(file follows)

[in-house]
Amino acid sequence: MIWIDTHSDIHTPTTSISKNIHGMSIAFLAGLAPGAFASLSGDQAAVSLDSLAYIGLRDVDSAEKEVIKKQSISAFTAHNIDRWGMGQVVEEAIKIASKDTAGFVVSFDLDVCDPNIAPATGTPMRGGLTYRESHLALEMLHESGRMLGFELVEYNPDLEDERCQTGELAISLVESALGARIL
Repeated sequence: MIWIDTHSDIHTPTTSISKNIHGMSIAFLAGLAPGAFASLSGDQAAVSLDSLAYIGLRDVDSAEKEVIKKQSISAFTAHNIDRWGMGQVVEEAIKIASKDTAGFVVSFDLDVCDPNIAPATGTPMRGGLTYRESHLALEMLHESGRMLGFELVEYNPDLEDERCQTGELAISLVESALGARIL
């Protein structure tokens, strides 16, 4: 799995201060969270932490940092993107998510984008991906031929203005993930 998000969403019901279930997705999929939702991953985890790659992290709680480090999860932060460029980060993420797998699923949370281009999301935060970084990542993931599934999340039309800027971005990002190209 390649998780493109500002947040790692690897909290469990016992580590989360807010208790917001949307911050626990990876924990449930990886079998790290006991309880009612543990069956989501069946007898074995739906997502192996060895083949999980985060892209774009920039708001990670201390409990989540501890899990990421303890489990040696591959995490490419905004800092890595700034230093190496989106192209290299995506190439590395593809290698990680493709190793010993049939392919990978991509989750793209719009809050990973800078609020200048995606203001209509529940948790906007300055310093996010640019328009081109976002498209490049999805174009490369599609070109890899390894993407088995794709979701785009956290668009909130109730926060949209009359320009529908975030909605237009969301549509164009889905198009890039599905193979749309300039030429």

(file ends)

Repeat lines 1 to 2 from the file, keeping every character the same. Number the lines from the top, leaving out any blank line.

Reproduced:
[in-house]
Amino acid sequence: MIWIDTHSDIHTPTTSISKNIHGMSIAFLAGLAPGAFASLSGDQAAVSLDSLAYIGLRDVDSAEKEVIKKQSISAFTAHNIDRWGMGQVVEEAIKIASKDTAGFVVSFDLDVCDPNIAPATGTPMRGGLTYRESHLALEMLHESGRMLGFELVEYNPDLEDERCQTGELAISLVESALGARIL